Chalk Talk: The Floor


Curtis Lin

University of Utah senior Makenna Merrell-Giles performs her floor routine in an NCAA Women’s Gymnastics meet vs. UCLA at Jon M. Huntsman Center in Salt Lake City, UT on Saturday February 23, 2019. (Photo by Curtis Lin | The Daily Utah Chronicle)

By Sammy Mora, Sports Editor


The floor exercise is a fan-favorite event. In this event, athletes are able to show off their personality with both music choice as well as dance moves.



The floor exercise is one of the most requirement-heavy events in gymnastics. Not only are they required to do flips, but the gymnasts must have dance elements as well.

To have a full routine, a gymnast’s leap sequence must have two different parts, one of which must have a 180-degree split.

Two tumbling passes are required. Most gymnasts do three to make sure they can get all the elements in that are needed. One pass must have three parts, but all passes must be a combination of both flipping forwards and backwards. The final pass must end with a C-level skill.

Dance elements, according to the NCAA rulebook, can connect the elements and are not limited to “running steps, small leaps, hops, chassés, assemblés, or any kind of turn on 1 or 2 feet between the two dance Value Part elements.”

Some schools like to add other requirements — like flashing the “U” — to make routines more unique. It also gets the audience involved.



With the floor routine, there are two different categories for deductions. There are deductions from form and composition during the routine.

Composition deductions are things like lack of variety of both acro and dance elements and the distribution of the elements. If a gymnast does not use the whole floor during their routine, they risk losing 0.05 off their total score. According to the NCAA rulebook, if a gymnast’s choice of elements is not up to competitive standards, they lose a flat 0.1.

Form deductions are things like a gymnast’s chest position. This is something that can vary in deduction depending on how low the chest is.

University of Utah junior Mykayla Skinner performs her floor routine in an NCAA Women’s Gymnastics meet vs. UCLA at Jon M. Huntsman Center in Salt Lake City, UT on Saturday February 23, 2019.
(Photo by Curtis Lin | The Daily Utah Chronicle)

Going hand-in-hand with chest level is landing. Stepping out of bounds during a routine is a 0.1 point deduction. On tumbling passes, gymnasts are allowed to go into a lunge, and it counts as a stick. This is something called a controlled step. If the foot slides back on the controlled step, then it is a 0.05 point deduction.

University of Utah Red Rocks gymnast Sydney Soloski is an All-American on the event and says that sliding feet is something that the average fan can’t see and might not understand.

“If your foot slides there’s a deduction which most fans don’t see because they are up so high and they think it’s perfect,” Soloski said.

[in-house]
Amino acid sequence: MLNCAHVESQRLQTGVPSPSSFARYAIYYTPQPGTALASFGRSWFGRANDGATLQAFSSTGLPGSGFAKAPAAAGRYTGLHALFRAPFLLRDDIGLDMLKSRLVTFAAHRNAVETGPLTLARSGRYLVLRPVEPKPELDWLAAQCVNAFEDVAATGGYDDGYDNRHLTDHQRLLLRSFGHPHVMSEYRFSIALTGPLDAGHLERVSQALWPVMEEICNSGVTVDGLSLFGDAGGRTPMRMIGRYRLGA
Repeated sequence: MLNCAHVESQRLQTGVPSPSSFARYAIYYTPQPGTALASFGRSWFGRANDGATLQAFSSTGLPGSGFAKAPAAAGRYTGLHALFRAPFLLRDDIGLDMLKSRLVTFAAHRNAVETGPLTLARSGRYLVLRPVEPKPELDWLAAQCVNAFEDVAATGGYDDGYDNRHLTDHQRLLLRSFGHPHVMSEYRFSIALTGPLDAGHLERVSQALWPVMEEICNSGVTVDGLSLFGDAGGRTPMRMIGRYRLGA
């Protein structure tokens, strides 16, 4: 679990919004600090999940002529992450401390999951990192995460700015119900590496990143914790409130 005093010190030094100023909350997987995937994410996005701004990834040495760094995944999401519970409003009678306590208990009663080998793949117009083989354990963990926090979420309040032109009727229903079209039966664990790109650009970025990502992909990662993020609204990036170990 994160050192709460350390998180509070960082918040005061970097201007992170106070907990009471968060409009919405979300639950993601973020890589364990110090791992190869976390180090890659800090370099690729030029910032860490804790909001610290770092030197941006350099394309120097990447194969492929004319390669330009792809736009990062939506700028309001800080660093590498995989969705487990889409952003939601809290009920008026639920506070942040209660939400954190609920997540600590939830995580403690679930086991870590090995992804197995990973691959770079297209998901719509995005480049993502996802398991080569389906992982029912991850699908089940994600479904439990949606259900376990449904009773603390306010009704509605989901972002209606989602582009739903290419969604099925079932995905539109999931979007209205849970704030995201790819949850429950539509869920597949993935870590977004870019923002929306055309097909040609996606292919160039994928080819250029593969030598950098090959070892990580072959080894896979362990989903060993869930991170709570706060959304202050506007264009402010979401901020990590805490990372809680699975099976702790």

She also says that, at this point, she doesn’t think about the carpet because she has done floor routines for such a long time.

“I’ve run on that floor for 15 years. You just kinda get used to the carpet. Some are [more] slippery than others, but that’s not really in your mind when you are going,” she said.

There are also deductions on the form that the gymnasts have during their passes — things like crossed legs during their acro-skill as well as issues when they are in pike on their pass.

Just like on the beam, gymnasts are required to have jumps and turns in their routine. Similar to the beam, they must have a split that is 180 degrees.

Just like on all other events, a fall is a 0.5 point deduction.


Choreography and Music:

Floor is the event that the fans can get the most involved in. Season ticket holders see the same routines at every single home meet and learn some of the moves the more they see it.

Since there are no words that go with the music during these routines, it is up to the gymnasts to make sure that the crowds are engaged and enjoying the routines.

That is where BJ Das comes in. She is the volunteer coach for the Red Rocks and has taken on the task of making sure that all the routines at Utah not only show off the gymnasts skills but also get the crowd involved.

“I like to give them specific moments when they connect with the audience and the judges. I also like to have some elements that are simple enough for the fans to join in,” Das said. “The hope is for the audience to have permission to dance along with them during the routine and also maybe find some other dance moves they like to do with them. Or like little U-T-A-H chants that the rest of the team does with them. We love when the audience contributes to that.”

Soloski’s music is more upbeat and, according to her, the team likes to gear the routines towards the fans more than to the judges.

But to both Soloski and Das, the crowd involvement doesn’t matter unless the performance is through the roof.

“The performance is definitely one of the bigger components. Like the tumbling is where most of the deductions come out, but in order to score pretty high, you have to have good choreography and performance which comes from the music,” Soloski said.

To Das, performance is what gets the 10s the fans love to see.

“Aside from tumbling and the leap elements, especially in college gymnastics, one of the single most important elements because that is what separates the good gymnasts from the from the great is the presentation and the entertainment value,” Das said.

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